And that's a good thing. Journalism is less about writing and more about the journalist's ability to get access to information that other people cannot, which in a lot of ways, requires some of the characteristics of psychopathy. Anybody can take pieces of information and turn it into an easily-consumed article; few know where and how to find that information, for it requires an amalgamation of intelligence, charisma, and fearlessness, among other traits.
I bring this up because journalism has been a hot topic of discussion within the e-sports community lately, particularly involving GameSpot's Rod "Slasher" Breslau and team Evil Geniuses. (No, I'm not accusing Breslau of being a psychopath. Although...) Breslau has broken many a story, usually involving a player moving from one team to another. No one would say that Breslau has done his job unprofessionally or provided low-quality work.
On Inside the Game recently, Alex Garfield, the CEO of Evil Geniuses, took issue with Breslau's breaking of various news items because, to paraphrase his argument, it takes away from the team's ability to capitalize on the surprise and excitement, which hurts the team, which then hurts e-sports as a whole. Garfield's team employs artists full-time to create web pages and videos to draw in eyeballs, which then are applied to the logos of their sponsors, in what amounts to a cyclical ecosystem.
Alfred Harmsworth, a British press magnate in the late 18th and early 19th centuries, once said, "News is something someone wants suppressed. Everything else is just advertising."
When you watch the debate between Garfield and Breslau, you must keep in mind Garfield's bias. Of course the CEO of a team wants to keep as much information secret to maximize his profits -- that's his job! Garfield cannot expect Breslau to operate with the same motivations, however. A journalist should not, cannot, be subject to the whim's of a company's bottom line. As someone who actively labels himself a journalist, Breslau should have zero interest in the maximization of EG's page views, or advertising revenue. He should not care about hype or, to use their term, "anti-hype". He should not care about the progression or regression of e-sports, even.
As someone who has been participating in sports media for going on five years (not as a traditional journalist, mind you), it is funny to see this become an issue after having witnessed everything that passes as standard around the baseball industry. There is a website solely dedicated to posting rumors about teams and players (MLBTradeRumors.com), and it's very well-respected within the industry. The writers are given press access, players and members of team front offices visit the site daily, and there is no tension between the two sides. Aside from MLBTR, ESPN, FOX Sports, CBS Sports, and a host of other media outlets employ journalists to break news in exactly the way Breslau has done within e-sports.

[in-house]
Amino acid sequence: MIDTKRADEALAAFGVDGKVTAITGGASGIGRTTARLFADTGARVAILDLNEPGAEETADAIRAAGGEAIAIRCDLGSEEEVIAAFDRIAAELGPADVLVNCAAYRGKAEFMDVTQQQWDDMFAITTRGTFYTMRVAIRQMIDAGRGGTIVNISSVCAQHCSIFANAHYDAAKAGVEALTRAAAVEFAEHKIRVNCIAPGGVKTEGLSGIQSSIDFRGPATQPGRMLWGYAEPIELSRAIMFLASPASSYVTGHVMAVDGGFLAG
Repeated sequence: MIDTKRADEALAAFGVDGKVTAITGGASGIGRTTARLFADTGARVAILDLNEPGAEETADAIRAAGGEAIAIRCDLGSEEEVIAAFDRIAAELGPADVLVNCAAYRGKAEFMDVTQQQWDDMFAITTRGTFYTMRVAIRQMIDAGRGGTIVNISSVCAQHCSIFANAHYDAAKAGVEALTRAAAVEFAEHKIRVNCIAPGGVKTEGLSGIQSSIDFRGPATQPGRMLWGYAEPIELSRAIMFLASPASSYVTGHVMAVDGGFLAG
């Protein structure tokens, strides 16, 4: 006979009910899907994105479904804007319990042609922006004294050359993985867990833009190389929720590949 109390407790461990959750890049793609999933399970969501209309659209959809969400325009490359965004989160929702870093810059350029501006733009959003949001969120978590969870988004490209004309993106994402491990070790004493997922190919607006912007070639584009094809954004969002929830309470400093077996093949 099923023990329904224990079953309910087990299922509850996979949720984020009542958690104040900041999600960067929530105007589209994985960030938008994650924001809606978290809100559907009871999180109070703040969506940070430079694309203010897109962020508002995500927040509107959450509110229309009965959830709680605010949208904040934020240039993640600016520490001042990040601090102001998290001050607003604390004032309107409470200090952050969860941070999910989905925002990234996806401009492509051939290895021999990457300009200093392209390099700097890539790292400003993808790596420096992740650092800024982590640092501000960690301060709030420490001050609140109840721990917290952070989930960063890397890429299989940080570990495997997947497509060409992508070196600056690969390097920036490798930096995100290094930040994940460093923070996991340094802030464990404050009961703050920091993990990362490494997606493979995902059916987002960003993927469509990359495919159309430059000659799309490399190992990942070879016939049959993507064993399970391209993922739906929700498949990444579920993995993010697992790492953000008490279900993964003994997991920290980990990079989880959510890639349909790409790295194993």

Breslau leaking "Snute to Team Liquid" is no different than your typical baseball media report. Perhaps the best baseball example involves starting pitcher Cliff Lee. The Philadelphia Phillies acquired him via trade with the Cleveland Indians on July 29, 2009. On December 16, the Phillies traded him to the Seattle Mariners, and the Mariners then traded him to the Texas Rangers on July 9, 2010. Lee became a free agent after the season ended in October.
Because of Lee's stature as one of the elite starting pitchers, few teams were realistically expected to compete for his services as a free agent due to his ability to demand a high salary. Going into December 2010, the only two teams seriously linked to Lee were the Rangers, the team Lee helped lead into the World Series, and the rich New York Yankees. The Phillies were not in the equation at all.
However, in the days leading up to December 15, baseball journalist Jon Heyman reported that a "mystery team" was in on Lee -- a team other than the Rangers and Yankees. That mystery team turned out to be the Phillies, led by general manager Ruben Amaro. This article from Philadelphia Magazine details how stealthily the Phillies were working to get Lee:
Amaro had assembled the smallest possible circle of advisors for pursuing Lee. Gillick, Proefrock and Phillies president David Montgomery. That was it. No one else, not even manager Charlie Manuel, could know what was brewing.
And yet, when the Phillies finally signed Lee on the 15th, it wasn't the Phillies who broke the news; it was journalist Jon Heyman, then with Sports Illustrated. Heyman's reporting did nothing to reduce the hype around the signing; Amaro did not complain that the surprise would reduce eyeballs on the Phillies web site. In fact, it was never an issue.
In traditional sports, teams and journalists work together, dispassionately. Teams know it is in their best interest to allow them access, even if they may report things they would otherwise want kept secret. That's not to say there are no issues, but there's a reason why there is a strong correlation between a country's freedom of the press, and the overall health of that country (by many measures). It's the same within industries, even as small as e-sports. The more access the press has, the better the industry is overall.
Ultimately, EG's issue with Breslau's reporting is their fault. If they want information used the way they want it to be used, they need to withhold that information as they see fit, which is certainly their right. Breslau's effort to find that information and his ability to find and cultivate sources of that information is to be commended, not criticized and ridiculed.
About the author: Bill Baer is a sportswriter for ESPN ( link | link) and an author (link). You can follow him on Twitter, @CrashburnAlley.